William James Sigmund Freud

Classics in the History of Psychology

An internet resource developed by
Christopher D. Green
York University, Toronto, Canada
ISSN 1492-3173

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A Note About Copyright

Because of historical changes in copyright law, and differences in copyright law from country to country, it is often difficult to determine exactly what is and is not under copyright, and where. In the US, prior to 1978, works were given 28 years of copyright protection, followed by the possibility of 28 more years (56 total), if application for renewal was made during the 28th year of the first term of protection. As of 1978 the renewal period for works still under copyright was extended to 47 years (75 total), and later an additional 20 years was added to this (making the renewal period 67 years, for a total of 95 years of protection). Beginning in 1964, copyright holders were no longer required to apply for renewal; copyright protection was automatically extended to 75 years, and later 95 years. (See US Copyright Office Circular 15a (in .pdf format) for further details on duration of copyright. The U.S. Copyright Office has a number of other informative circulars on various aspects of the law. Also, see the ARL Timeline: A History of Copyright in the U.S.)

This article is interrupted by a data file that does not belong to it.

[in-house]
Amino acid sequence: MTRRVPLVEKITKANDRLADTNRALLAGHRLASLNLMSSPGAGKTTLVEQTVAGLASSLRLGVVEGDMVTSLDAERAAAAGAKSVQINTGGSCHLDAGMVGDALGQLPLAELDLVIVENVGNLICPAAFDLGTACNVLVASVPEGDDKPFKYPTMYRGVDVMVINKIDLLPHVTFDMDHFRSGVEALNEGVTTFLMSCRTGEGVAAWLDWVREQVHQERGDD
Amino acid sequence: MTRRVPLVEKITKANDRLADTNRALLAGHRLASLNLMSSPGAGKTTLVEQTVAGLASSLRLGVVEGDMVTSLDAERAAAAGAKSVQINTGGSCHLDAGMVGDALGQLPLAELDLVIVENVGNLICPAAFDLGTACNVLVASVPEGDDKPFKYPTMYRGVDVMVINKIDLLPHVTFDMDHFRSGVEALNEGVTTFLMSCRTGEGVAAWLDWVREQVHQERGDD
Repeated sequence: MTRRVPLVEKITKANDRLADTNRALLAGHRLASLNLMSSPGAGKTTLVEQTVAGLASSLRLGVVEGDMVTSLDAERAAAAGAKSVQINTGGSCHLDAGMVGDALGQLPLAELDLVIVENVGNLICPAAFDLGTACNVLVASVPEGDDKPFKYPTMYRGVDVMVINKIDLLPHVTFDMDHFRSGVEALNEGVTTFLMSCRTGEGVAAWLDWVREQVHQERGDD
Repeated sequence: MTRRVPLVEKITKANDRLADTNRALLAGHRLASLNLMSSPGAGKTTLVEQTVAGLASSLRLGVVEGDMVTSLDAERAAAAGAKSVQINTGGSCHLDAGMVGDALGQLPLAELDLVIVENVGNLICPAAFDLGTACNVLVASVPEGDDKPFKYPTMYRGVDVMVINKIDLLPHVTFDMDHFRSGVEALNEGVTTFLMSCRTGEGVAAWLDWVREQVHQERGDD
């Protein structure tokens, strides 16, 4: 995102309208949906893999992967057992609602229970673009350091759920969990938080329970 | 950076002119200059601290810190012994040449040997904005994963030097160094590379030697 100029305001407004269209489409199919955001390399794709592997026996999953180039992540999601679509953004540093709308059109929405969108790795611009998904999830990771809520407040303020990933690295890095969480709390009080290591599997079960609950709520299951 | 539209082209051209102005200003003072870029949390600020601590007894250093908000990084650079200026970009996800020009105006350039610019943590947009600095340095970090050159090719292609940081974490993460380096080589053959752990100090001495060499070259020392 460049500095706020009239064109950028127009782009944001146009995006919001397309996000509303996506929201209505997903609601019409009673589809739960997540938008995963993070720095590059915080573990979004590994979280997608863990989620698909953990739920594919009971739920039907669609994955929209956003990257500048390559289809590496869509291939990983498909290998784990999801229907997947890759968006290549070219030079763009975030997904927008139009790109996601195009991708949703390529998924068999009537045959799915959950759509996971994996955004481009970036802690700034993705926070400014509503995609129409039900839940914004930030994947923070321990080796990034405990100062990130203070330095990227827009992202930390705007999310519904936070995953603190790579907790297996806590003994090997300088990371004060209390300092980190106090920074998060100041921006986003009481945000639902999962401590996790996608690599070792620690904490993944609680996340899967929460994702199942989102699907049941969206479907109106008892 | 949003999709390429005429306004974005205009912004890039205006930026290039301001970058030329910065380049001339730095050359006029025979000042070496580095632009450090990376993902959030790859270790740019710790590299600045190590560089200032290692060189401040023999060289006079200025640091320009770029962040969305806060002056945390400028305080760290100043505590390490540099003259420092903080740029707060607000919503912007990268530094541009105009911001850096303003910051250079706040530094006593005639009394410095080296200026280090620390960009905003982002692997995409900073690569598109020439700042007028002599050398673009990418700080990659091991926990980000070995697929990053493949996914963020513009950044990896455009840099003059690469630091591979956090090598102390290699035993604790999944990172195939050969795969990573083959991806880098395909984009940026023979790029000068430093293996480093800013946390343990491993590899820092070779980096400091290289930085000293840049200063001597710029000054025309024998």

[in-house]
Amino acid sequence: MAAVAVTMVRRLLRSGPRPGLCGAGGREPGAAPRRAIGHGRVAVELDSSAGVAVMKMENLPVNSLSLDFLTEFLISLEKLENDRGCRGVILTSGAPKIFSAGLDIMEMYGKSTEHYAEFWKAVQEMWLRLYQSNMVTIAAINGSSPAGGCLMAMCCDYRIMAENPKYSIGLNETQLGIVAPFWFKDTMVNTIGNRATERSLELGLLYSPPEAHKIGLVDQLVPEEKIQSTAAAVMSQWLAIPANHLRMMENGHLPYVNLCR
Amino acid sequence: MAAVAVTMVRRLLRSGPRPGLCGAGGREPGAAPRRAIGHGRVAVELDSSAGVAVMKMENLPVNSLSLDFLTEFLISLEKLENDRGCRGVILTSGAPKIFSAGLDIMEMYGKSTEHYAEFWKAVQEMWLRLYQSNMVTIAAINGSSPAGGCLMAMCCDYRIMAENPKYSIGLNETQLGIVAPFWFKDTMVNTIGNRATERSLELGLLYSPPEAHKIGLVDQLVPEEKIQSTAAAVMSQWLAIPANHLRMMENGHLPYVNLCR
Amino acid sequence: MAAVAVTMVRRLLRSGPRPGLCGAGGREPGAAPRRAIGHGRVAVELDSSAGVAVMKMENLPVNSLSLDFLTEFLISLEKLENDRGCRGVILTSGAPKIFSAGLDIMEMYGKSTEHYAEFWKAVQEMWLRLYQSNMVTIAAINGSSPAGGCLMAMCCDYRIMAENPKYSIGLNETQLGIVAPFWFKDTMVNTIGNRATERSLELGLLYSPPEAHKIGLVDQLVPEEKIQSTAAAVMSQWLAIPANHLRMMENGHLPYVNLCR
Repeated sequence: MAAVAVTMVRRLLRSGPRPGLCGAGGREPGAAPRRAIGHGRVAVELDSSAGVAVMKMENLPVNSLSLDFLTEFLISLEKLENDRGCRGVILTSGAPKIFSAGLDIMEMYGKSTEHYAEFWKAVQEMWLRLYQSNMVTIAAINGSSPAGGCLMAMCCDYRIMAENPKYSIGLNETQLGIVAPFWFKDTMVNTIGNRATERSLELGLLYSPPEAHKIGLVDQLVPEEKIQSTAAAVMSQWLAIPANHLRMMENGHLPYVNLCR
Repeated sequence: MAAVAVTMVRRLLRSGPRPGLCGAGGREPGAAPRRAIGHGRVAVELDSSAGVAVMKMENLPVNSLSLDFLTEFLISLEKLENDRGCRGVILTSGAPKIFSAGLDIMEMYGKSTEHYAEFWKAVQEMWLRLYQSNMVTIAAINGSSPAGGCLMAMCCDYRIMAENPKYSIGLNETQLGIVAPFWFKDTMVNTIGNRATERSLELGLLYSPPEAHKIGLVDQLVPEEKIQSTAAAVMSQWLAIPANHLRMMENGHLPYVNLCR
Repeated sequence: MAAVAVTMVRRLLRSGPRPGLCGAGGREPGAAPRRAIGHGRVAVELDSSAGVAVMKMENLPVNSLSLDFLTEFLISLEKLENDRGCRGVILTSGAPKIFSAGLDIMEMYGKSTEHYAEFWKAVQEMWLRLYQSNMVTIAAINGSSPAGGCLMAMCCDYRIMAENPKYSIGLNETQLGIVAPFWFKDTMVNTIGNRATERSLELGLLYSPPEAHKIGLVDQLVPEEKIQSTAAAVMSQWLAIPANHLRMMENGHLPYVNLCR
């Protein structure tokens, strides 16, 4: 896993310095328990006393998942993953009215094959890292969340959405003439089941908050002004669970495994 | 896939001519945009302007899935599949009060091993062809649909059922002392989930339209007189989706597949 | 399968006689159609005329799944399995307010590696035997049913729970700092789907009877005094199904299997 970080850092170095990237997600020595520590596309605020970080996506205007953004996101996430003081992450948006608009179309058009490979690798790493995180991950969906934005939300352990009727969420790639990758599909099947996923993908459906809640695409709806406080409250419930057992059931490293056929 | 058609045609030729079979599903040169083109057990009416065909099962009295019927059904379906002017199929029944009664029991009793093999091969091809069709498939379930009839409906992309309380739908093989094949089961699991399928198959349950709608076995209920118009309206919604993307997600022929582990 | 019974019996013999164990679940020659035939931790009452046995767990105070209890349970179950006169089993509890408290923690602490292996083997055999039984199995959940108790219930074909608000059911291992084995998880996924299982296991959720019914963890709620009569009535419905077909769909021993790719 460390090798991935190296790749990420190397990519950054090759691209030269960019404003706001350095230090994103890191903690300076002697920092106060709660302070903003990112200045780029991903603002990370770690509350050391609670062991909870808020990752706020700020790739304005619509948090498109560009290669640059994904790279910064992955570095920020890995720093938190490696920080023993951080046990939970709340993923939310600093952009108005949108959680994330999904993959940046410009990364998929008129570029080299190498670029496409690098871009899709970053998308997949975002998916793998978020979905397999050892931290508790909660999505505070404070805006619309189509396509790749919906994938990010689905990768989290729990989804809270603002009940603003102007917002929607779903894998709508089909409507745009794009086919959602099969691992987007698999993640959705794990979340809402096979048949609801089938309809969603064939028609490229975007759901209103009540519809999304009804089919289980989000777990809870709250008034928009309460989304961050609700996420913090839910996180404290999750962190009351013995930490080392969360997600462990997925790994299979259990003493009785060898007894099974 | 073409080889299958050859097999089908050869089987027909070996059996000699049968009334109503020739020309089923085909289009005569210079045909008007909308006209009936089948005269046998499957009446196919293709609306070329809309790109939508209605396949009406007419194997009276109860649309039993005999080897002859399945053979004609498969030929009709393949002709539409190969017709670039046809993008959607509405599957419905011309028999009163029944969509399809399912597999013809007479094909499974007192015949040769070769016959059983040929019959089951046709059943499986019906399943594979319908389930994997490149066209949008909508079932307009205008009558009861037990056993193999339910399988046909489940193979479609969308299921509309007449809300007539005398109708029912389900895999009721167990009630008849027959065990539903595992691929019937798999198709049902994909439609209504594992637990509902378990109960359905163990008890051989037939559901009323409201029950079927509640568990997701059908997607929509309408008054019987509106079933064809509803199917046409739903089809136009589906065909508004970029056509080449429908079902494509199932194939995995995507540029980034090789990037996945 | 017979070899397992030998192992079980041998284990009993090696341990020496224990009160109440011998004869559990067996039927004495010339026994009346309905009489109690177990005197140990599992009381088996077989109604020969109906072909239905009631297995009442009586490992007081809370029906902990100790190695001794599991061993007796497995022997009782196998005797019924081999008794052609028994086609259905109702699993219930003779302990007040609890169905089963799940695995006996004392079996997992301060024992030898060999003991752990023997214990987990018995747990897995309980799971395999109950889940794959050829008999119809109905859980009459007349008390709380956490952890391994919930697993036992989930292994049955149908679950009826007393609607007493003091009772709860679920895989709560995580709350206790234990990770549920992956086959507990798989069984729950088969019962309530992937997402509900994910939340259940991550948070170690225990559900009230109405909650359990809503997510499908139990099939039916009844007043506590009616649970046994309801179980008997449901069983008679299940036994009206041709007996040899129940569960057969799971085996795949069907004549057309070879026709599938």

The documents posted on this site that were originally published more recently than what seems to be implied by these provisions are in the public domain because the copyright holder chose not to renew copyright during the period that required one to do so. For instance, officials at the American Psychological Association have informed me that any article published prior to 1963 (save some 1962 issues of Psychological Monographs) in any journal owned by the APA are in the public domain. In addition, officials of the University of Illinois Press press have informed me that all articles published in the American Journal of Psychology prior to 1950 are in the public domain. The translations of the Gestalt papers found in Willis Ellis' Sourcebook of Gestalt Psychology are in the public domain as well.

I have tried to ensure that all of the documents posted on this site are in the public domain. Any party claiming copyright to any document posted to this site is asked to contact the Editor, Christopher D. Green, immediately. Neither York Univerisity, Arizona State University, Classics in the History of Psychology, nor Christopher D. Green take any responsibility for the copyright status of documents posted on other sites, even if the Classics in the History of Psychology website contains hyperlinks to them.

Christopher D. Green
20 February 1999
modified 18 September 1999
modified 10 November 1999
modified 15 January 2000
modified 19 September 2001
modified 16 October 2004

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